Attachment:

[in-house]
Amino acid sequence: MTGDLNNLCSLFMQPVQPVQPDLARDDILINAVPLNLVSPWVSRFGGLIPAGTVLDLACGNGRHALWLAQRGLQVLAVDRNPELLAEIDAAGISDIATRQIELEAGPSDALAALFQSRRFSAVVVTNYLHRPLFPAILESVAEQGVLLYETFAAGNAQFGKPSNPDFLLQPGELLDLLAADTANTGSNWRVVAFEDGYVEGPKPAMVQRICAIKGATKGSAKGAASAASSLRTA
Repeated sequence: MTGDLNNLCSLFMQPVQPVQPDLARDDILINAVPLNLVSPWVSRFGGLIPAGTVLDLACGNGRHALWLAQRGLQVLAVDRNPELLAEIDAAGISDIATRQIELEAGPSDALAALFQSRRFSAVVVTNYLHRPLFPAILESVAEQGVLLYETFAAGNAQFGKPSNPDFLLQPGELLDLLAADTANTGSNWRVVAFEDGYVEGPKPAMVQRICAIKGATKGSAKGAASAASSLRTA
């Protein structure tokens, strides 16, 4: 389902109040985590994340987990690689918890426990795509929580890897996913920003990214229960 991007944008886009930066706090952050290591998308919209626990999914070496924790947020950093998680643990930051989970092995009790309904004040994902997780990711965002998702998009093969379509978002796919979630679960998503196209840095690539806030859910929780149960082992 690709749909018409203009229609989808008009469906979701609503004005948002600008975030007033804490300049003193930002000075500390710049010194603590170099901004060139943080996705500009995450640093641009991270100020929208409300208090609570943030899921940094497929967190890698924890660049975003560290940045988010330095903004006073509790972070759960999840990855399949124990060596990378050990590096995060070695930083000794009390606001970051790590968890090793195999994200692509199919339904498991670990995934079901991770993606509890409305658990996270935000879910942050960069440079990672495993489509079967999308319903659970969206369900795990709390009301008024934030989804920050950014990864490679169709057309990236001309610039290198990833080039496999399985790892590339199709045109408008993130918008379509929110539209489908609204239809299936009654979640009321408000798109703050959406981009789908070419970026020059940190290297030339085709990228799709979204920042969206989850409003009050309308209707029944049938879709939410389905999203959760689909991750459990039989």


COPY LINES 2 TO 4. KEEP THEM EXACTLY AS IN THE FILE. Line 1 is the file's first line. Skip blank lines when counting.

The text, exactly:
Amino acid sequence: MTGDLNNLCSLFMQPVQPVQPDLARDDILINAVPLNLVSPWVSRFGGLIPAGTVLDLACGNGRHALWLAQRGLQVLAVDRNPELLAEIDAAGISDIATRQIELEAGPSDALAALFQSRRFSAVVVTNYLHRPLFPAILESVAEQGVLLYETFAAGNAQFGKPSNPDFLLQPGELLDLLAADTANTGSNWRVVAFEDGYVEGPKPAMVQRICAIKGATKGSAKGAASAASSLRTA
Repeated sequence: MTGDLNNLCSLFMQPVQPVQPDLARDDILINAVPLNLVSPWVSRFGGLIPAGTVLDLACGNGRHALWLAQRGLQVLAVDRNPELLAEIDAAGISDIATRQIELEAGPSDALAALFQSRRFSAVVVTNYLHRPLFPAILESVAEQGVLLYETFAAGNAQFGKPSNPDFLLQPGELLDLLAADTANTGSNWRVVAFEDGYVEGPKPAMVQRICAIKGATKGSAKGAASAASSLRTA
């Protein structure tokens, strides 16, 4: 389902109040985590994340987990690689918890426990795509929580890897996913920003990214229960 991007944008886009930066706090952050290591998308919209626990999914070496924790947020950093998680643990930051989970092995009790309904004040994902997780990711965002998702998009093969379509978002796919979630679960998503196209840095690539806030859910929780149960082992 690709749909018409203009229609989808008009469906979701609503004005948002600008975030007033804490300049003193930002000075500390710049010194603590170099901004060139943080996705500009995450640093641009991270100020929208409300208090609570943030899921940094497929967190890698924890660049975003560290940045988010330095903004006073509790972070759960999840990855399949124990060596990378050990590096995060070695930083000794009390606001970051790590968890090793195999994200692509199919339904498991670990995934079901991770993606509890409305658990996270935000879910942050960069440079990672495993489509079967999308319903659970969206369900795990709390009301008024934030989804920050950014990864490679169709057309990236001309610039290198990833080039496999399985790892590339199709045109408008993130918008379509929110539209489908609204239809299936009654979640009321408000798109703050959406981009789908070419970026020059940190290297030339085709990228799709979204920042969206989850409003009050309308209707029944049938879709939410389905999203959760689909991750459990039989």